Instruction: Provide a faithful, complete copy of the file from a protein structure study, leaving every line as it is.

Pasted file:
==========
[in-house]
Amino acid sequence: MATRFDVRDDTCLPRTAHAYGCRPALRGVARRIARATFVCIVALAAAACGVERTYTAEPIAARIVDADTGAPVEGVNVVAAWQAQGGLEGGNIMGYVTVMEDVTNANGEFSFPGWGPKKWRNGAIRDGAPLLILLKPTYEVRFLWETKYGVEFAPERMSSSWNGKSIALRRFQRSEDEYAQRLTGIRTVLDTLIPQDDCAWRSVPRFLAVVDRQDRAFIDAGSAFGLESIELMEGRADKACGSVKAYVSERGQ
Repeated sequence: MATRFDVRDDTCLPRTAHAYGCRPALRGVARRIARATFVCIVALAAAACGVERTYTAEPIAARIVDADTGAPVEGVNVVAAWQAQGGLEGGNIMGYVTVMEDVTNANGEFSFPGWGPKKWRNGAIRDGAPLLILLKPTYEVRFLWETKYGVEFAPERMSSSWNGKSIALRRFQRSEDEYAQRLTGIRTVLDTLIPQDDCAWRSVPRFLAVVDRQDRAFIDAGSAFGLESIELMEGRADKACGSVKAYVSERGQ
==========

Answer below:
[in-house]
Amino acid sequence: MATRFDVRDDTCLPRTAHAYGCRPALRGVARRIARATFVCIVALAAAACGVERTYTAEPIAARIVDADTGAPVEGVNVVAAWQAQGGLEGGNIMGYVTVMEDVTNANGEFSFPGWGPKKWRNGAIRDGAPLLILLKPTYEVRFLWETKYGVEFAPERMSSSWNGKSIALRRFQRSEDEYAQRLTGIRTVLDTLIPQDDCAWRSVPRFLAVVDRQDRAFIDAGSAFGLESIELMEGRADKACGSVKAYVSERGQ
Repeated sequence: MATRFDVRDDTCLPRTAHAYGCRPALRGVARRIARATFVCIVALAAAACGVERTYTAEPIAARIVDADTGAPVEGVNVVAAWQAQGGLEGGNIMGYVTVMEDVTNANGEFSFPGWGPKKWRNGAIRDGAPLLILLKPTYEVRFLWETKYGVEFAPERMSSSWNGKSIALRRFQRSEDEYAQRLTGIRTVLDTLIPQDDCAWRSVPRFLAVVDRQDRAFIDAGSAFGLESIELMEGRADKACGSVKAYVSERGQ